For the last couple weeks, we were scrambling to get ready for Woodworking in America. Now, we’re scrambling to get all the in-house stories written, and the freelance stories in, edited and designed for the December issue, for which the binder read-through is this Thursday.
And I had to scramble to get the I Can Do That project completed in time for a photo shoot last Thursday. The shoot was supposed to be on Tuesday. I pushed it to Wednesday. On Wednesday morning, I begged our photographer for an hour of his time on Thursday. Early Thursday morning, I did a final touch-up to the finish, let it dry, then re-installed the hinges. I was fairly certain on Thursday morning we’d get the shoot done. But I wasn’t wiling to bet the farm.
Why? The entire build was a comedy of errors, complete with twins – well, that was the intent, anyway.
The project is a “gent’s chest” (a small tool chest meant to hold household tools such as screwdrivers, a hammer and the like) that I adapted from a little antique chest I borrowed from a friend. The plan was that they look as much alike as dimensional lumber would allow, right down to the pleasing deep brown color.
You may notice in the photo above that the box in the foreground is green – not quite the color of the antique in the background. But that wasn’t my only mishap.
I nailed the basic box together before the conference, and by the time I got back to it last Monday, I’d forgotten that I didn’t have enough trim to complete it. So I scurried to my local home center for more “outside L,” only to find there was apparently a run on it over the last couple weeks. They were out. Monday night, I drove to the other side of town in search of trim, and finally found it at the third store I visited (so of course, in a panic, I bought far too much).
Finally, outside L in hand, I headed for the miter saw on Tuesday. Not an easy trip – especially as many times as I had to go back and forth to fit three corners on the top and all four on the bottom. We got our shipment back from the WIA conference Tuesday; every cut at the saw meant squeezing between pallets of books to get to the machine. (Plus, I was constantly moving stuff and reframing my step photos so the WIA mess doesn’t show up in the magazine.)
With the box finally completed (or so I thought), I pulled out my trusty gel stain, which had never before failed me on pine. This time, it failed spectacularly. I got an ugly, muddy mess that looked like, well, crap (you can still see it on the inside of the box). So much for copying the inspiration. I had to resort to paint. “Man green” it is.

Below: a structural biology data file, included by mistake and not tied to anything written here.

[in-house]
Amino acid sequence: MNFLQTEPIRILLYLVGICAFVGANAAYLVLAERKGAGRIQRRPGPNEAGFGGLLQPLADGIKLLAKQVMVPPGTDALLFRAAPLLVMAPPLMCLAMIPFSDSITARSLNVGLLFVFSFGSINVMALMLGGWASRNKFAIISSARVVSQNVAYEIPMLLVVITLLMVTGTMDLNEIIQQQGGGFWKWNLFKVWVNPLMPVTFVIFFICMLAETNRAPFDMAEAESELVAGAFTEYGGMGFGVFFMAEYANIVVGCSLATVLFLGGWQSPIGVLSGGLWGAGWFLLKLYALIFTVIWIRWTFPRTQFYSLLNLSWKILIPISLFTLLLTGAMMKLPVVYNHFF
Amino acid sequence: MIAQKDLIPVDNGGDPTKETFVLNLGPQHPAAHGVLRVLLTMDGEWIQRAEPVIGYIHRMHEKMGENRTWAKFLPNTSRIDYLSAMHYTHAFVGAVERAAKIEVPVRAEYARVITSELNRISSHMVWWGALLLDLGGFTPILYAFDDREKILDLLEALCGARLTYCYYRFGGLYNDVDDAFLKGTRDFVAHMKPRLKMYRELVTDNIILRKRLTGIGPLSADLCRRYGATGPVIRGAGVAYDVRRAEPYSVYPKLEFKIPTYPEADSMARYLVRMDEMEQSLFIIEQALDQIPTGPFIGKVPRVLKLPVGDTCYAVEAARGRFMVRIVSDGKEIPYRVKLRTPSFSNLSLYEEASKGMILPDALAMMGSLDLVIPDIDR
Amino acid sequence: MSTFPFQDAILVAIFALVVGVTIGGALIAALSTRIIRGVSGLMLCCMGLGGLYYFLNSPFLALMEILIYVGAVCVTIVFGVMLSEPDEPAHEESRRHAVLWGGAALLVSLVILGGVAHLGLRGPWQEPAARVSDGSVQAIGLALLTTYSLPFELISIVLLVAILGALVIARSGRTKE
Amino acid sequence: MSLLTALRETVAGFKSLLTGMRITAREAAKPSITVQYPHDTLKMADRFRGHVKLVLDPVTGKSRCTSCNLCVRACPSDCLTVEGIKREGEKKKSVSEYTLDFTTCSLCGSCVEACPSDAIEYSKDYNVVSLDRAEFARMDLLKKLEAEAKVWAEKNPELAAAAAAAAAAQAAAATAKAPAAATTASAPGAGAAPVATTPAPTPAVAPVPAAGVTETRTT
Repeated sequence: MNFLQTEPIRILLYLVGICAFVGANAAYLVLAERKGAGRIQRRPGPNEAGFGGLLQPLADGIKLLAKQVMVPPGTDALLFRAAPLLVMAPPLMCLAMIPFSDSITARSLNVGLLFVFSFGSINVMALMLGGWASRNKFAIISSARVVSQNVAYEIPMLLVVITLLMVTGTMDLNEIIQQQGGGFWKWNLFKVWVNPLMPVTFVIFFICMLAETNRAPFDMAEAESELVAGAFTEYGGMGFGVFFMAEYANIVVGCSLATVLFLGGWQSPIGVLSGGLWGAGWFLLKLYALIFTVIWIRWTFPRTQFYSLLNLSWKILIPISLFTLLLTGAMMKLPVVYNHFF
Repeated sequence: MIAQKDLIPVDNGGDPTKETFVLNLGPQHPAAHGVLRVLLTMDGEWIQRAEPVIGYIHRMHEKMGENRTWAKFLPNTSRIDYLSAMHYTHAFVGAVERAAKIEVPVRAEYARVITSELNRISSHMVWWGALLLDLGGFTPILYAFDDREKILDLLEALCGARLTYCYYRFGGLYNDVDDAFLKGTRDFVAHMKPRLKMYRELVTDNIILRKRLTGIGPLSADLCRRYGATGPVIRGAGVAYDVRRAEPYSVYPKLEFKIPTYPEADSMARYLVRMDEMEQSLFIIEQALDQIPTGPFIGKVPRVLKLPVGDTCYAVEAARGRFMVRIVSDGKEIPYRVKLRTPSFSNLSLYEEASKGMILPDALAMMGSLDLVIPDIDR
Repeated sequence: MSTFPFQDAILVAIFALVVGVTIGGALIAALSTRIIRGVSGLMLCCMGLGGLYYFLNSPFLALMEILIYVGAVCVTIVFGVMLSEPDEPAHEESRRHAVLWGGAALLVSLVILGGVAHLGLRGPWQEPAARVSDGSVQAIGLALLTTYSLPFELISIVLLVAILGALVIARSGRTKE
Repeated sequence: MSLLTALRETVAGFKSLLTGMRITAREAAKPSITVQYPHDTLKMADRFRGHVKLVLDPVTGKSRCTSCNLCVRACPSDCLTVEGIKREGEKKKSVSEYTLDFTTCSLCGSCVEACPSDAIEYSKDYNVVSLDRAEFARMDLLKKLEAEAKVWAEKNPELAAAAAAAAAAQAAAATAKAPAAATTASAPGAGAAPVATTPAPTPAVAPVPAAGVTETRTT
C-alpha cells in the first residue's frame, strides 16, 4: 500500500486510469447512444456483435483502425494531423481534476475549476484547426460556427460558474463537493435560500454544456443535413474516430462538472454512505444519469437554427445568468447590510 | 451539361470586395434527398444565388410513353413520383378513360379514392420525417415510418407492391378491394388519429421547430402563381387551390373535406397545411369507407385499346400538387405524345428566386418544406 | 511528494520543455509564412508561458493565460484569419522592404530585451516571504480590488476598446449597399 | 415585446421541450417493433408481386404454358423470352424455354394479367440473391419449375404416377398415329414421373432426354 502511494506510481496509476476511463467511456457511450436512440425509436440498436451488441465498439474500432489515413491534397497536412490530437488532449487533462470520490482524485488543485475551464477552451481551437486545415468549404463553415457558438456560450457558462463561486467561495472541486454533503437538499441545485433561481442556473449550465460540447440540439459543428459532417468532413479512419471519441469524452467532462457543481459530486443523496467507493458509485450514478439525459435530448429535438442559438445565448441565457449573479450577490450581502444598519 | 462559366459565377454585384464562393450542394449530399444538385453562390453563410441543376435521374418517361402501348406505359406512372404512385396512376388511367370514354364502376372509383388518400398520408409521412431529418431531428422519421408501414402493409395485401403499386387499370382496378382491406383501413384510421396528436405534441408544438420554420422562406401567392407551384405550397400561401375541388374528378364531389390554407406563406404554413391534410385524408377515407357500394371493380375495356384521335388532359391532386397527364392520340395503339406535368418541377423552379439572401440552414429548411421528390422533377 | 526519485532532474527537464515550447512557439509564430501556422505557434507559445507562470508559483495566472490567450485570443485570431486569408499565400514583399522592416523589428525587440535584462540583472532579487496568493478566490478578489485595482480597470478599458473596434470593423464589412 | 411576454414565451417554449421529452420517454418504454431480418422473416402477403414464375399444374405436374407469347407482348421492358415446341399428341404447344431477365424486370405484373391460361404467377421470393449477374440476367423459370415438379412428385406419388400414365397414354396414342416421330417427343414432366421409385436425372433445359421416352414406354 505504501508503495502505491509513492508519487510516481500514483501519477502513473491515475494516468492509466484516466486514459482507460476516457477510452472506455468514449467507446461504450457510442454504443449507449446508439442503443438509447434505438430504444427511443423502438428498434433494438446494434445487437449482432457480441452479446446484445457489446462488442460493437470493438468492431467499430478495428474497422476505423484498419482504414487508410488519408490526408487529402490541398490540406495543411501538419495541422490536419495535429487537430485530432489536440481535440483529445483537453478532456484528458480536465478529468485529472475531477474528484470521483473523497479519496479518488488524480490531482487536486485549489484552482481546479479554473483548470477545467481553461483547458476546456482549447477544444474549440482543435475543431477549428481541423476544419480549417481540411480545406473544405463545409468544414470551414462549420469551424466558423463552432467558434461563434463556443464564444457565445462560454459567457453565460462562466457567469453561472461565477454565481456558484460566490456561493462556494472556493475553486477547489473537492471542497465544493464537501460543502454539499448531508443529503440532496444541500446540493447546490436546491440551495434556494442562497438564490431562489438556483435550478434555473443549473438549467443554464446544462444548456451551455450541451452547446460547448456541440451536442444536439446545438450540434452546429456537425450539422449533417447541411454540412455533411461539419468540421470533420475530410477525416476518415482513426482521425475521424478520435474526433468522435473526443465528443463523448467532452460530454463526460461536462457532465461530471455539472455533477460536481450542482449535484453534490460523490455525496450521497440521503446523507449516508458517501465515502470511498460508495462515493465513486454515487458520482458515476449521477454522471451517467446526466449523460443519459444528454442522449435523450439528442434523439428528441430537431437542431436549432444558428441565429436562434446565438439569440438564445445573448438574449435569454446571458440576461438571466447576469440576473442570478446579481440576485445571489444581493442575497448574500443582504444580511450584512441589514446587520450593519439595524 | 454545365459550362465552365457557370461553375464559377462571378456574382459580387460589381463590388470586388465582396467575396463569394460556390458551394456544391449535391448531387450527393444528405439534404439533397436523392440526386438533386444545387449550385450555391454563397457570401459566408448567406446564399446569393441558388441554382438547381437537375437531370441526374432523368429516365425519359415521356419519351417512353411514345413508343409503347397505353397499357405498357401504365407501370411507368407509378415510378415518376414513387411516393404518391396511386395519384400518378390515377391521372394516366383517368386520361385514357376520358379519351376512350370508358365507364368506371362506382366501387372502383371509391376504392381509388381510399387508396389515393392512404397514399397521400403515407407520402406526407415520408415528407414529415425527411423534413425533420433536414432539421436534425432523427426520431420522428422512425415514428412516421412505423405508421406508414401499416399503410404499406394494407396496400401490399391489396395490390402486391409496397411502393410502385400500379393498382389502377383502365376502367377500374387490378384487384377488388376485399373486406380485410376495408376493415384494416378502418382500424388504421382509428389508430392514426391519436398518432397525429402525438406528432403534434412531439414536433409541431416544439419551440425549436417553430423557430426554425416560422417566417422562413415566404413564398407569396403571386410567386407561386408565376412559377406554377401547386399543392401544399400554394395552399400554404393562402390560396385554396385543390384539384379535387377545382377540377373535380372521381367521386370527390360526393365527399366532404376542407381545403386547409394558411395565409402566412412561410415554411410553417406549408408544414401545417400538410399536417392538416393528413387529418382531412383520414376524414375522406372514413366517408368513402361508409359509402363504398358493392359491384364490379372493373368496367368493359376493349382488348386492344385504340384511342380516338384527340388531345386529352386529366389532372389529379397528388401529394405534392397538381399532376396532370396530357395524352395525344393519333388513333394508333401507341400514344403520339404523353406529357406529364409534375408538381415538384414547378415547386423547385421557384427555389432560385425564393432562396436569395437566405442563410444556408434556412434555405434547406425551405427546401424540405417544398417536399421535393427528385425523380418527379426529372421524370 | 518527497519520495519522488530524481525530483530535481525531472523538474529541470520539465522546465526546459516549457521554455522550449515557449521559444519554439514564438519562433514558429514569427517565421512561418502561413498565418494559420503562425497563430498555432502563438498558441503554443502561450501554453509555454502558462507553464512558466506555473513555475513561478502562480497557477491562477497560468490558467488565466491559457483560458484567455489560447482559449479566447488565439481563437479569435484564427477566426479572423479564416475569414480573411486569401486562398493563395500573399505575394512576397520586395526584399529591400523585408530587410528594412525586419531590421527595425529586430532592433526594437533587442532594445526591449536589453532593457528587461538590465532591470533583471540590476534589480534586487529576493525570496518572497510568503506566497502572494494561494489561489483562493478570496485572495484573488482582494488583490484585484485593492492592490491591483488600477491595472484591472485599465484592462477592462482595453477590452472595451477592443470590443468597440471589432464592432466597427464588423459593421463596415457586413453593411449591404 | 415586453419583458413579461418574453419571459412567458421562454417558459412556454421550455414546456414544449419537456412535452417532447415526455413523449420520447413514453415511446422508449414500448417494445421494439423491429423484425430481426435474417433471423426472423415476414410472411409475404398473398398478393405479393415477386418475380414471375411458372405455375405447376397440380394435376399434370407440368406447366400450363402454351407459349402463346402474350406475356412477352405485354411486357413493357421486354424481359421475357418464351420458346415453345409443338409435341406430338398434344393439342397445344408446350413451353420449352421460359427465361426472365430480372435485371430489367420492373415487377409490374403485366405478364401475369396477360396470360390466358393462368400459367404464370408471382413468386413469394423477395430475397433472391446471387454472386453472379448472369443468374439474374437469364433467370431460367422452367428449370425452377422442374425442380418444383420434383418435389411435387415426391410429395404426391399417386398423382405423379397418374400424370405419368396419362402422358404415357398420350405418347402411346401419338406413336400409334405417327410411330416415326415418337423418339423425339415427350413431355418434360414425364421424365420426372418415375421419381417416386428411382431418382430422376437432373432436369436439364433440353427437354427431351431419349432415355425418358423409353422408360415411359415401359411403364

While waiting for the stain to fully dry before applying paint, I realized I’d left off the top decorative 1/2″-thick piece that mimics a raised panel. So in order to plane those angles, I reached for my trusty block plane (there’s no panel-raising plane in the I Can Do That toolkit). And it wasn’t in my tool chest. I’d stashed my block plane in my purse while packing up at the conference (what? That’s not where you store yours?), then switched purses, and forgot to bring the plane back to work. So I had to go to the backup block plane, which first required a serious sharpening session.
Finally, all the pieces were in place. Two coats of paint and two days late, we got the shoot done.
But now I’m afraid to clean up my bench. Why? Well, there’s a quart of “man green” thereupon that I fear, in keeping with the rest of the build, will slip out of my hands then explode when it hits the floor. And I’m anxious about returning the antique to its owner – that’s just asking for a car wreck.
All of our I Can Do That projects are available free online – and so is our manual for the I Can Do That tool kit – if you’re registered at popularwoodworking.com (also free). These projects are perfect for getting beginners involved in the craft – and we hear they’re often used by youth organzations indluding the Boy Scouts and Girl Scouts to earn hand skill badges.